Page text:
ATT

HomePage | Recent changes | View source | Discuss this page | Page history | Log in |

Printable version | Disclaimers | Privacy policy

A large American communications company.

AT&T has annual revenue of nearly $66 bn (2000).

The company runs a worldwide communications network, and is the largest cable operator in the U.S.


History

The American Telephone and Telegraph Company (AT&T) had its humble beginnings in July 1877, with the formation of the Bell Telephone Company, actually superceding an aggreement between Alexander Graham Bell and his fincanciers. This was particularly ironic since, less than a year before, Gardiner Hubbard, principal financier for Bell, had offered all rights to the telephone to Western Union for $100,000. Fortunately for the Bell interests, this was turned down.

In March 1879 the Bell Telephone Company, amidst fierce financial and patent battles, became the National Bell Telephone Company. By March 1880, it became the American Bell Telephone Company. Another ironic turn of fate was that, in 1881, Bell bought the controlling interest of Western Electric Company from Western Union.

American Telephone and Telegraph Corporation was set up in 1885 to run the long-distance network. Starting from New York the network reached Chicago in 1892, and San Francisco in 1915. Transatlantic services started in 1927 using two-way radio, but the first transatlantic submarine telephone cable did not arrive until 1956, with TAT-1.

On December 30, 1899, American Telephone and Telegraph Corporation bought the assets of American Bell and gained control of what became the American telephone monopoly, known as the Bell System, as the Bell company had gradually acquired all it's licensees.

There was very heavy competition in the early 20th C. and in 1907 AT&T president Theodore Vail propsed a monopoly on efficiency grounds. The government accepted this principle, initially in the Kingsbury Commitment of 1913.

Through most of the 20th century AT&T had pretty much a total monopoly on long distance service through its AT&T Long Lines subsidiary, and encompassing the 22 Bell Operating Companies providing local telephone service throughout most of the United States. Although there were a large number of "independent telephone companies," General Telephone being the largest, the Bell System was far and away the largest, and was considered by most as a total monopoly.

The Bell System (and indeed all telephone companies) was regulated by public utility commissions in all state and local jurisdictions, and by the Federal Communications Commission (FCC) for all service across state lines. This regulation set the rates that the companies were allowed to charge, and even what specific services and equipment they were allowed to offer. This did not halt technological innovation and amongst other developments in 1962, AT&T commissioned the first commercial communications satellite, Telstar I. This and other new technologies convinced the FCC to introduce competion in some sectors, by the 1975 the competition had spread to general long-distance services.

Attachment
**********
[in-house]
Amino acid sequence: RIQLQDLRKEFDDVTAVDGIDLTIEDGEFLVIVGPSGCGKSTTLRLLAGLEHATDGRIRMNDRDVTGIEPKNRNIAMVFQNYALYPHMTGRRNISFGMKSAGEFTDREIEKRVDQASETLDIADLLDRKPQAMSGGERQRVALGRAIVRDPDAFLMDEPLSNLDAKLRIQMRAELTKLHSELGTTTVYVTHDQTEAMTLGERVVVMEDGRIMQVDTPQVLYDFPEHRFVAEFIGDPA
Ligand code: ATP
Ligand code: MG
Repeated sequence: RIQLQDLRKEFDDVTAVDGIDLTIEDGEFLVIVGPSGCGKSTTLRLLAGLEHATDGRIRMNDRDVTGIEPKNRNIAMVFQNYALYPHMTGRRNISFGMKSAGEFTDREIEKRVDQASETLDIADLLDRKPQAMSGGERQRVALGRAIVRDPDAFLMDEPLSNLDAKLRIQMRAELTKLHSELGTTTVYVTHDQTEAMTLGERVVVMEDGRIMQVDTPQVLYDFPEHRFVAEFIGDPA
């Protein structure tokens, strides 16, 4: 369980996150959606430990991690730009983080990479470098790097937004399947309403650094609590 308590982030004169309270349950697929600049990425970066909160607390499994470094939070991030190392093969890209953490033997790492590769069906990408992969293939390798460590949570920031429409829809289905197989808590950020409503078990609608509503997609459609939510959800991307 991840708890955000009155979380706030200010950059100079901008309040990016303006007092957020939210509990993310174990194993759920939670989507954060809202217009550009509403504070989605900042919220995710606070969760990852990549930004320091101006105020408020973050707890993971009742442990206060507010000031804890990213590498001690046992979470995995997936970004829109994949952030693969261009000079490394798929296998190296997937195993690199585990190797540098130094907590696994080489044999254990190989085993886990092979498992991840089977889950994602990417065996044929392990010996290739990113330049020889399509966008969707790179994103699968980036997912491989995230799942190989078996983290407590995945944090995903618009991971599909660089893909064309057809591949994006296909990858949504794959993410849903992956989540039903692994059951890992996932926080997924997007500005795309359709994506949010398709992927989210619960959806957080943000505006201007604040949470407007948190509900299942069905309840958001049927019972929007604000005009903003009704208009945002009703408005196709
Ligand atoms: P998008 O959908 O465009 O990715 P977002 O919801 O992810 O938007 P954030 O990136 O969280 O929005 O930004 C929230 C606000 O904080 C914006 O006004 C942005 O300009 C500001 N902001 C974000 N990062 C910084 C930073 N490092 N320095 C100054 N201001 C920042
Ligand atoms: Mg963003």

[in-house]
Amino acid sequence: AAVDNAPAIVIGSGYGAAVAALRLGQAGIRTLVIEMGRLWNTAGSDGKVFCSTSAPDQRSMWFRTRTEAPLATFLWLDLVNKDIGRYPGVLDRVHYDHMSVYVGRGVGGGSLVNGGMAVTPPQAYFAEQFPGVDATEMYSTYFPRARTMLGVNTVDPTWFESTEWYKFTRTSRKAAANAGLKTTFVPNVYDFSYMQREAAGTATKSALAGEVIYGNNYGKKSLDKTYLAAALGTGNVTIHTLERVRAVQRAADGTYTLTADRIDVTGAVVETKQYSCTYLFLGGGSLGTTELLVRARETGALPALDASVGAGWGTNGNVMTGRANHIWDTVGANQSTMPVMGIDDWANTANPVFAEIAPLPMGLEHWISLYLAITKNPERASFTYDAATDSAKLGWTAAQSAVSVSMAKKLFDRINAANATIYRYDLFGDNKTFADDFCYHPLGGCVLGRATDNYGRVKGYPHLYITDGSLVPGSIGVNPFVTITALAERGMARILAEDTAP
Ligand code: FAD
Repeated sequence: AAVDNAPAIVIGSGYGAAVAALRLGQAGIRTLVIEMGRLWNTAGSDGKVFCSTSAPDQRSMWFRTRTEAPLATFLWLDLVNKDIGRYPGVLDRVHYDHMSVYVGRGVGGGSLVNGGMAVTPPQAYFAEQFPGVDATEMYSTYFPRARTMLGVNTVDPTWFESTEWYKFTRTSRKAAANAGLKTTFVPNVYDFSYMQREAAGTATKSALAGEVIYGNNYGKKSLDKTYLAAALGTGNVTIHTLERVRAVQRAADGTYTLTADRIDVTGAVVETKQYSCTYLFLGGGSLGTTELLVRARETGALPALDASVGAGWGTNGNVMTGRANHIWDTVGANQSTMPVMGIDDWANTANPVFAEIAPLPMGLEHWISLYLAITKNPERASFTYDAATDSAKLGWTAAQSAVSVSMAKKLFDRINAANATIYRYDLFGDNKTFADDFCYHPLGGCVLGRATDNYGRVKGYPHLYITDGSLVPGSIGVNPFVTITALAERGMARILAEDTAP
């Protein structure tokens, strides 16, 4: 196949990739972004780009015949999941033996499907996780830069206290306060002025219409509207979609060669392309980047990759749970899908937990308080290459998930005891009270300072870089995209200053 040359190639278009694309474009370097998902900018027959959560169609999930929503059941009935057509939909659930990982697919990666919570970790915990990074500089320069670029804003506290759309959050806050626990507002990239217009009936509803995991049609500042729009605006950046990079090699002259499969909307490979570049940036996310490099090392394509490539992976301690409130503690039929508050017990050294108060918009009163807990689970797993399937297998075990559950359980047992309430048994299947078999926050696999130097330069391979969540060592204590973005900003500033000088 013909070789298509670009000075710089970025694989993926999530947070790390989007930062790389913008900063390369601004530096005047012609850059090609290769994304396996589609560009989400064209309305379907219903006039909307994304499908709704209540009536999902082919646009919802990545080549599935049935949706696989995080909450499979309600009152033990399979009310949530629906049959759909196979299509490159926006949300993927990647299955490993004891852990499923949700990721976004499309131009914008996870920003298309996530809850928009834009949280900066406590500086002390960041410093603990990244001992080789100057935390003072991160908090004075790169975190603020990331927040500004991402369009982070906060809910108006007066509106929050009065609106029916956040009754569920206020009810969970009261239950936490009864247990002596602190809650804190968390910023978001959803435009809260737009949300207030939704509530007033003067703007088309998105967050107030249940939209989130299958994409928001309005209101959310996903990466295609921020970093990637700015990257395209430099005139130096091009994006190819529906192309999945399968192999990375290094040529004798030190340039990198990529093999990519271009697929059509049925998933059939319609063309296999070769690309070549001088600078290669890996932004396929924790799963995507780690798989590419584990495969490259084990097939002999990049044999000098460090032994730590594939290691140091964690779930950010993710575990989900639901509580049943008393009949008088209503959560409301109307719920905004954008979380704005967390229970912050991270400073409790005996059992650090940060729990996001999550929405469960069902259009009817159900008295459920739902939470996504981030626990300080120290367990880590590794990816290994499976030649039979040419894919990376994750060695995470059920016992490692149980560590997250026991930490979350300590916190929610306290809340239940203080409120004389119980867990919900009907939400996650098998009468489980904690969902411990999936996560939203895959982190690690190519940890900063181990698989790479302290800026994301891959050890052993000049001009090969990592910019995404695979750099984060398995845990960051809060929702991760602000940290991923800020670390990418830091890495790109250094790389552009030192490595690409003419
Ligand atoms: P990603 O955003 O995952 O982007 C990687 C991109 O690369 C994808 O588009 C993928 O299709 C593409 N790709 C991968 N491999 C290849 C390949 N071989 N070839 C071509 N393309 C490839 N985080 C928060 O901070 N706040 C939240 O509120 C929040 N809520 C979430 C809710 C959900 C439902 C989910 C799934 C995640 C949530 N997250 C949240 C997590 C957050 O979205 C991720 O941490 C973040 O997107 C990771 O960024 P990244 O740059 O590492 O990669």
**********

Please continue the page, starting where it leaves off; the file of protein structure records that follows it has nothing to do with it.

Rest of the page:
The monopoly lasted until 1982, when an antitrust suit initiated in 1974 by the U.S. government against AT&T was finally settled and AT&T agreed to divest it's operating companies that provided local exchange service. Effective January 1, 1984 the Bell System was broken into eight separate companies, as a result of antitrust proceedings by the U.S. Justice Department. The remaining AT&T company (reduced in value by about 70% and actually named AT&T) retained all long distance services, while the seven Regional Bell Operating Companies (RBOCs or 'Baby Bells') each became an independent company. Competition in the telephone industry has, since the above described "divestiture," made numerous additional changes in all of the resulting companies; mergers, aquisitions, etc.

In 1996, AT&T voluntarily spun off most of its manufacturing operations along with the renowned Bell Laboratories, naming the new company Lucent Technologies. At the same time, AT&T spun off NCR Corp. (National Cash Register), which it had previously absorbed in 1991.

Following this second split (or "trivestiture"), AT&T acquired significant Cable television assets, including John Malone's TCI Corp. and MediaOne (through these purchases, AT&T also gained control of a 25% share of Time Warner Cable.) These purchases made AT&T the largest provider of cable television in the United States. The intent was to use these assets to bridge the so-called "last mile" and break the Regional Bell Companies' access-monopoly of the consumer household for data and telephony services. Unfortunately, the crushing debt generated by these purchases, falling long-distance rates, and a sagging market for telecommunications services, raised serious questions about the viability of these plans.

In 2001, AT&T officially spun off AT&T Wireless Corp. following the world's largest IPO (of AT&T Wireless Tracking Stock.) Subsequently, the company announced plans to spin off the Cable TV (or "Broadband") unit as a separate company.